strat investigates

Stripes As Far As the Eye Can See

Investigating the casual luxury of stripes.

Photo: Bubi Canal. Pictured: Entireworld (navy and green, left); La Ligne (white and blue, center; black and red, right); Kule (white and black, center)
Photo: Bubi Canal. Pictured: Entireworld (navy and green, left); La Ligne (white and blue, center; black and red, right); Kule (white and black, center)
Photo: Bubi Canal. Pictured: Entireworld (navy and green, left); La Ligne (white and blue, center; black and red, right); Kule (white and black, center)

The moment the striped knit shirt switched from utilitarian object to fashion item is uncontested: It was in 1917, when Coco Chanel began selling seaman-inspired nautical tops out of her shop in Normandy. The French quickly fell in line (Brigitte Bardot), then Hollywood (James Dean in Rebel Without a Cause), and then, really, the whole world; Saint James, which has been making Bretons since 1858, has collaborated with everyone from Swedish graffiti artist André Saraiva to Japanese designer Junya Watanabe. In the past five years, no fewer than five stripes-only start-ups (some of whose shirts can be seen wrapped up and twisted above) have launched. And so we’ve thoroughly investigated the striped shirt, from the question of how well it sells at popular New York stores to the theory behind particular brands’ versions to the stripes that sent the Connecticut blog world into a tizzy.

1. Why Stripes Appeal

Dana Goodin, a Ph.D. candidate in fashion, explains the enduring obsession.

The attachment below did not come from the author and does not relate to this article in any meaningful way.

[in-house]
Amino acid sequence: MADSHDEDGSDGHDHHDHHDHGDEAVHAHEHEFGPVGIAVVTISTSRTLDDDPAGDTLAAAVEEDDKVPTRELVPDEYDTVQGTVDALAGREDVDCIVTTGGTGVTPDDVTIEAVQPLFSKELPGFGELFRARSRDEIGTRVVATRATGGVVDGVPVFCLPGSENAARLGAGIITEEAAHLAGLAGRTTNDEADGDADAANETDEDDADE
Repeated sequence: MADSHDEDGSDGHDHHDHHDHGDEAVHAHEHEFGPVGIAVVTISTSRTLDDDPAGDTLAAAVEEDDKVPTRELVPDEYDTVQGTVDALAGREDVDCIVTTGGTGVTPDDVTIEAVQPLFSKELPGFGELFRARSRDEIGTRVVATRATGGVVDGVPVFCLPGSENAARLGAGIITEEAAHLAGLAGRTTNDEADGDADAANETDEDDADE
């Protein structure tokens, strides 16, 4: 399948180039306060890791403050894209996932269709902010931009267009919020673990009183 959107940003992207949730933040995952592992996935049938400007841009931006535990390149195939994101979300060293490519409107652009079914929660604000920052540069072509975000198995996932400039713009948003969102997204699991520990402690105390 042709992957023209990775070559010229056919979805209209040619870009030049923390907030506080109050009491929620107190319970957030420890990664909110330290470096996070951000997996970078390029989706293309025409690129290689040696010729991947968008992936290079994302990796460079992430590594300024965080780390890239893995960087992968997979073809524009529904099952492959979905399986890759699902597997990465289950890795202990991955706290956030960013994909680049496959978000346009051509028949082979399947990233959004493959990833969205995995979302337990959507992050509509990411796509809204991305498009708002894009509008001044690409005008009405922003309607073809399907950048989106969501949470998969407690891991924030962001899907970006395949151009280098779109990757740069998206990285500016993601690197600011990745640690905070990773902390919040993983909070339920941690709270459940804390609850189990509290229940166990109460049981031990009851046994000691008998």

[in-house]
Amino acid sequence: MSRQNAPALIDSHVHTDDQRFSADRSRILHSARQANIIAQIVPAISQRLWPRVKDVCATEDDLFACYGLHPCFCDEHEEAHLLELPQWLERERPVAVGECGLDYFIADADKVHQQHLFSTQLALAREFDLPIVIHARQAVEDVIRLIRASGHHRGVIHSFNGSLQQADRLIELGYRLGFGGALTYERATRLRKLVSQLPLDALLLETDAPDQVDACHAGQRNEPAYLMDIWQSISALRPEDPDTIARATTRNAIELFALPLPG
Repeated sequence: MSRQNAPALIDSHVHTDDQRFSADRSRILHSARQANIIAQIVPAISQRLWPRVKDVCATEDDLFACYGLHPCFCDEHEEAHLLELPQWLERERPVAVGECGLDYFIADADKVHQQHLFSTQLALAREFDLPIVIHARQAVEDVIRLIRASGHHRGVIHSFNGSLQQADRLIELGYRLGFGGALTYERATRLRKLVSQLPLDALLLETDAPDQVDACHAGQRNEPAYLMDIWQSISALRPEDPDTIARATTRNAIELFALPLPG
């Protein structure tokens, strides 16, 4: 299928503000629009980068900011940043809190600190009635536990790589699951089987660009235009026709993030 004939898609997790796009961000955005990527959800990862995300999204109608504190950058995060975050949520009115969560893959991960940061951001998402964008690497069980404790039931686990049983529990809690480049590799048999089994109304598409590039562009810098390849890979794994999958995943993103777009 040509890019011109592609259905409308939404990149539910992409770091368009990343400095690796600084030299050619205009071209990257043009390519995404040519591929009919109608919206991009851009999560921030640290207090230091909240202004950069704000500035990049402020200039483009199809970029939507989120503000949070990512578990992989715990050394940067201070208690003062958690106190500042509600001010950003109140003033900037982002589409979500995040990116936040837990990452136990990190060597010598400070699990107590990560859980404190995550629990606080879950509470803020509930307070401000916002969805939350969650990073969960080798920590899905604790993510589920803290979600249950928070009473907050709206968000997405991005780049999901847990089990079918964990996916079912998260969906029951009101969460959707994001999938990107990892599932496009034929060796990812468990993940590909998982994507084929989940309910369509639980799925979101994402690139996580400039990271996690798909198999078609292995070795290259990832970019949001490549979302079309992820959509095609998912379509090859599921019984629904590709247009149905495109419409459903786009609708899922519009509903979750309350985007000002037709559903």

Jackie O in stripes. Photo: Ron Galella/Ron Galella Collection via Getty Images

“The simple explanation is that it’s a visually arresting pattern. But I think it’s more complex. On the surface, stripes represent a kind of casual luxury, an idea of a moneyed summer, which, for a century, people have loved to subvert. They were popular in New Wave films, which we might think of as chic but was actually a time of social upheaval: All the old fashion houses were losing money because the new generation didn’t have the money for them; the striped shirt, its uniform, was a rebellion against the Old Guard of dress. Then there’s punk — Johnny Rotten of the Sex Pistols loved a striped top. And now, when we’re experiencing economic pressure and there’s a heightened focus on gaudy wealth, the popularity could be explained as a different rebellion, the freedom to be relaxed in dress.”

2. The New Ones in Town

Strategist writer Hilary Reid tested four tops from new stripe-specific start-ups.

La Ligne

Photo: Courtesy of Vendor

The brand: Founded by former Vogue editors.
The stripes: 3/8-inch
The fit: The short-sleeved Seberg ($95) is boxy but not too large, and the crewneck gives it a camp-counselor vibe.
The verdict: It has a nice cut and is high-quality, but the price is also high. The kind of shirt you might pack for vacation when you want your nicest basics.

La Ligne Seberg Stripe Tee

Entireworld